Colin Bramm’s company, Showbie, is starting to ride what looks set to become a huge wave: Classrooms using iPads.
They started designing desktop software that would make it easier for teachers and students to communicate online. But soon they realized that their early adopters were sending them a message. Listening to that message and acting on it is leading to phenomenal growth and venture funding for this Edmonton-based start-up.
Listen to Your Early Adopters
What was the message? Forget desktops; we want an iPad app! And it had better be super-easy to use.
So they developed an app that makes it easy for students of any age to create videos and multi-media presenations on their iPads and submit them to their teachers. And it makes it easy for even the most tech-phobic of teachers to grade and give feedback on those assignments.
Solve a Problem and They Will Beat a Path To Your Door
A few years ago our local school board implemented a system called SchoolZone, that was intended to make it easier for parents and students to keep track of what was going on, their schedules, their homework assignments, their grades and so on.
I was frustrated by how reluctant many of the teachers were to use the system. A big part of the reason is that it just wasn’t easy enough for many of them to learn. They are busy people, and even teachers hate large learning curves.
I was shocked when Colin told me that the process of moving from paper tracking and marking of student assignments to digital dramatically increased the amount of time teachers had to spend to get the job done. From six to eight hours a week to about 20!
So the Showbie team made their software so easy to use that demand for it is coming from the teachers themselves. The students love it too, and with a magic combination like that, the school administrators have to start looking at it seriously.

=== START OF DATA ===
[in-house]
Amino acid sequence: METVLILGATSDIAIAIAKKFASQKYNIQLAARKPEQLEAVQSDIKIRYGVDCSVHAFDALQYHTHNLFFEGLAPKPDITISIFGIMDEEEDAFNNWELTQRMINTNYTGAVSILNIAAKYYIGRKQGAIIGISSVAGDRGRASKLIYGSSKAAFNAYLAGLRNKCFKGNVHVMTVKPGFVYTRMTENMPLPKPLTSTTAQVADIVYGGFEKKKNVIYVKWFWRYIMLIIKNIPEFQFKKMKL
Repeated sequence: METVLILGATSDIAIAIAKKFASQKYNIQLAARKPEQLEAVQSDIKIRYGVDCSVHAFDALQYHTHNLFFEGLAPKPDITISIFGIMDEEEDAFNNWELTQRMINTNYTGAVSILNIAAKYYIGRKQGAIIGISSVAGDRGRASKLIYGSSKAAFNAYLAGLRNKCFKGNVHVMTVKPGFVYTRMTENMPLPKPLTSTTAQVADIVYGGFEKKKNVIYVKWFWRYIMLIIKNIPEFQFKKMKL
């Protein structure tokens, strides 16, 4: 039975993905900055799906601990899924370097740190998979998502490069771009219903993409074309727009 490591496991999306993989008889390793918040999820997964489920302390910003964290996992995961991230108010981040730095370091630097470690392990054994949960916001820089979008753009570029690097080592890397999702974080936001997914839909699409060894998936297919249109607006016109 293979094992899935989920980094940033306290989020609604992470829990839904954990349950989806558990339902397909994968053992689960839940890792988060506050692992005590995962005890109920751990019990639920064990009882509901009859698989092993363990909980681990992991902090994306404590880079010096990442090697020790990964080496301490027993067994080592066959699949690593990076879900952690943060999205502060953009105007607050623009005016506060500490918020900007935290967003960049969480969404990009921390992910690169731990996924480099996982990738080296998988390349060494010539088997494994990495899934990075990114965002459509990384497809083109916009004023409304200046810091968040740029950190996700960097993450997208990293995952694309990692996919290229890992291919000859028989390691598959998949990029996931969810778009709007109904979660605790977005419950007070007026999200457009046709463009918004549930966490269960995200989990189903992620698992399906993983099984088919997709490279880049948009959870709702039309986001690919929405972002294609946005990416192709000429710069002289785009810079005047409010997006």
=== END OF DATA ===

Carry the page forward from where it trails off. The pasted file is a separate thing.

Add Timing To The Mix
There is a huge upsurge in schools starting to use iPads in the classroom. Initially it has been mostly private and charter schools leading the way, but we are almost at that tipping point where it will be going mainstream in public school classrooms too.
Ask for User Feedback, and Act On It!
When they first looked at their data they saw that lots of people were downloading the app but not using it. So they have focused their efforts on making it easier to go from signing up to getting the whole classroom using it.
They did such a good job of listening and acting on what their early adopters were telling them that those early adopters have become a very effective global sales force. Result? This tiny start-up in Edmonton, Alberta, Canada, with almost no budget for travel or promotion, now has 45% of its thousands of users in the United States, 40% in the United Kingdom and the rest all over the world.
What Should You Do Now?
- Get some people who are not familiar with your company, your website, or your products, to test them out and give you feedback. Better still, have someone other than you watch them work and ask them what they are experiencing, because if it is you they won’t want to hurt your feelings and you won’t get the info you need.
- If you’ve got a new product, reach out regularly to your early adopters. Ask them what they like about it and what could be done better. Ask them about features that are missing or difficult to use. If your product or service has already been out there for a while, ask your heaviest users for their feedback.
- Also ask folks who’ve signed up or bought from you but who don’t seem to be using what they bought (or coming back to buy more). You need to know why!
Do you like the new “What Should You Do Now” idea for the podcast? Give me your feedback, below, OK? Thanks!